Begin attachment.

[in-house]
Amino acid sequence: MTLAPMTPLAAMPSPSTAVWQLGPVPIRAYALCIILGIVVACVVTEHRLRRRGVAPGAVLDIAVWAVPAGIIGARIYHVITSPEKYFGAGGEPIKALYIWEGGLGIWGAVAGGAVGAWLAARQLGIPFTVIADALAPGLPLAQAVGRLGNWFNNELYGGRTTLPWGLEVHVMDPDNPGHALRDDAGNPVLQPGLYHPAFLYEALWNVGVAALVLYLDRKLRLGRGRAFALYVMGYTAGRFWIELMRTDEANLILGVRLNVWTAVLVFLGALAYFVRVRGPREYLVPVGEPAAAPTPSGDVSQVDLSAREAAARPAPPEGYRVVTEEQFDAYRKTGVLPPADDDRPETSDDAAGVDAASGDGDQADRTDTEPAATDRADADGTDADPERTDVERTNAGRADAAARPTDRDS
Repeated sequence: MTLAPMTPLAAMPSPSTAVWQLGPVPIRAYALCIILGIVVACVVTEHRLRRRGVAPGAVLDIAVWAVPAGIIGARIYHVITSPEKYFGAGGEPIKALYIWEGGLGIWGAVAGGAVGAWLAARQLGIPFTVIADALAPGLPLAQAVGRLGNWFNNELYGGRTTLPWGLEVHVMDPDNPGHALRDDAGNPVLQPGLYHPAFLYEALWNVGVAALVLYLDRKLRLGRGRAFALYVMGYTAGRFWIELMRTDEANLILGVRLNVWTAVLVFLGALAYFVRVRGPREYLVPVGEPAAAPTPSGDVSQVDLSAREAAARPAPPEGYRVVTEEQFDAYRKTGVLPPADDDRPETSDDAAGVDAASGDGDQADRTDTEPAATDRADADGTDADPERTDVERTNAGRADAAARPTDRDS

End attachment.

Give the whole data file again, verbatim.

[in-house]
Amino acid sequence: MTLAPMTPLAAMPSPSTAVWQLGPVPIRAYALCIILGIVVACVVTEHRLRRRGVAPGAVLDIAVWAVPAGIIGARIYHVITSPEKYFGAGGEPIKALYIWEGGLGIWGAVAGGAVGAWLAARQLGIPFTVIADALAPGLPLAQAVGRLGNWFNNELYGGRTTLPWGLEVHVMDPDNPGHALRDDAGNPVLQPGLYHPAFLYEALWNVGVAALVLYLDRKLRLGRGRAFALYVMGYTAGRFWIELMRTDEANLILGVRLNVWTAVLVFLGALAYFVRVRGPREYLVPVGEPAAAPTPSGDVSQVDLSAREAAARPAPPEGYRVVTEEQFDAYRKTGVLPPADDDRPETSDDAAGVDAASGDGDQADRTDTEPAATDRADADGTDADPERTDVERTNAGRADAAARPTDRDS
Repeated sequence: MTLAPMTPLAAMPSPSTAVWQLGPVPIRAYALCIILGIVVACVVTEHRLRRRGVAPGAVLDIAVWAVPAGIIGARIYHVITSPEKYFGAGGEPIKALYIWEGGLGIWGAVAGGAVGAWLAARQLGIPFTVIADALAPGLPLAQAVGRLGNWFNNELYGGRTTLPWGLEVHVMDPDNPGHALRDDAGNPVLQPGLYHPAFLYEALWNVGVAALVLYLDRKLRLGRGRAFALYVMGYTAGRFWIELMRTDEANLILGVRLNVWTAVLVFLGALAYFVRVRGPREYLVPVGEPAAAPTPSGDVSQVDLSAREAAARPAPPEGYRVVTEEQFDAYRKTGVLPPADDDRPETSDDAAGVDAASGDGDQADRTDTEPAATDRADADGTDADPERTDVERTNAGRADAAARPTDRDS